Rift over Air France crash victims after body disintegrates

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Attempts by a French team to recover up to 60 bodies from a crashed airliner three miles below the South Atlantic have deepened a rift among the victims' families, who are torn over the final resting place of loved ones.

The first body from the wreckage of Air France Flight 447, finally located last month after two years of fruitless searches, was raised to the surface on Thursday. A private note to families of victims from a French government official admitted the remains – almost intact when discovered still strapped into a seat – had disintegrated during the journey to the surface.

The Airbus A330 was flying from Rio de Janeiro to Paris when it plunged into the sea on 1 June 2009, killing all 228 people on board. Some French relatives say the recovery operation is "macabre" and victims should rest in peace.

But Brazilian and Portuguese relatives, and some French ones, want the bodies to be recovered to permit them to have Catholic funerals and burials in sanctified ground. Several French families are split down the middle. Many bodies have been shown in footage filmed by a robot submarine to be virtually intact. But experts say the bodies have been preserved, as fragile "waxworks" by the extreme cold, darkness, water pressure and lack of fish life. They are likely to crumble if moved.

In a trial operation on Thursday, a remote-controlled submarine with robot arms lifted a body to the surface. But the body disintegrated in warmer water. According to an account given to the newspaper Le Figaro by pathological experts and search officials, the fatty tissues of the bodies have probably been transformed by the cold and dark into a form of "soap" or wax. They are brittle and cannot stand exposure to warmth, light or movement.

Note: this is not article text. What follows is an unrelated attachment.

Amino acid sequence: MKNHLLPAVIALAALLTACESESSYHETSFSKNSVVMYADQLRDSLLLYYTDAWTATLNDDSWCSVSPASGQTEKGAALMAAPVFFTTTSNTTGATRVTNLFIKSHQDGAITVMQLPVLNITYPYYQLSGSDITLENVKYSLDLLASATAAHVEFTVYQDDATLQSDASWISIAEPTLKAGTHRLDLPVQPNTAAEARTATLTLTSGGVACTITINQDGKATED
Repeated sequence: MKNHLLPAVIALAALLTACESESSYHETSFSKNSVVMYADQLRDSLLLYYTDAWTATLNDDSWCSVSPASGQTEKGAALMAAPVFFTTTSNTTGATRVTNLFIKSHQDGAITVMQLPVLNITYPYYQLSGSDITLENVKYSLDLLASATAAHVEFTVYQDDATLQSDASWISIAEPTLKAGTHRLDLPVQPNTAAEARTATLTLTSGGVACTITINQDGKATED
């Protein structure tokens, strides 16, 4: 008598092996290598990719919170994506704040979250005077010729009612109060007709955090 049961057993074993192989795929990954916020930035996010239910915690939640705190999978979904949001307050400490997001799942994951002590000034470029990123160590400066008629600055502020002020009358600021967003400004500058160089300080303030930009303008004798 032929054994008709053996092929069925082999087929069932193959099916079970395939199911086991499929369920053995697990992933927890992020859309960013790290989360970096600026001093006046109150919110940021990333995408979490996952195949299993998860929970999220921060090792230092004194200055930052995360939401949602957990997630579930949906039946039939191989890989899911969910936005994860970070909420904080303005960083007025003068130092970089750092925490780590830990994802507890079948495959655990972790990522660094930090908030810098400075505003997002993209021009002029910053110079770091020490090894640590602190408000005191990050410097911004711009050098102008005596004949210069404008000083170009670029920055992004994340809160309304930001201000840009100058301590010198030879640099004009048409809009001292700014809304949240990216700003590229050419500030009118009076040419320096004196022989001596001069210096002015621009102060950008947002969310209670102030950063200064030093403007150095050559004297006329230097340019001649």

A score of bodies were found floating in the ocean soon after the crash, the cause of which is still unclear. Up to another 60 more are thought to be strapped into their seats in the main fuselage, which was located last month. The French government says that all of the bodies must be recovered. Examining magistrates are conducting a criminal investigation into possible manslaughter and also want remains to be recovered for autopsies.

Many families of French victims have opposed recovery from the beginning. The president of the French AF447 victims' association, Jean-Baptiste Audousset, said details of the condition of the remains made the operation even more "traumatic" for some relatives. He sai d the crash site, 800 miles from Brazil's coast, should be undisturbed, as an "ocean grave". But he acknowledged that many relatives, especially in Brazil and Portugal, felt differently.

A Frenchman whose daughter was a victim told Le Figaro: " I want to recall my daughter as she was, rather than receive a sack of remains or a tiny coffin."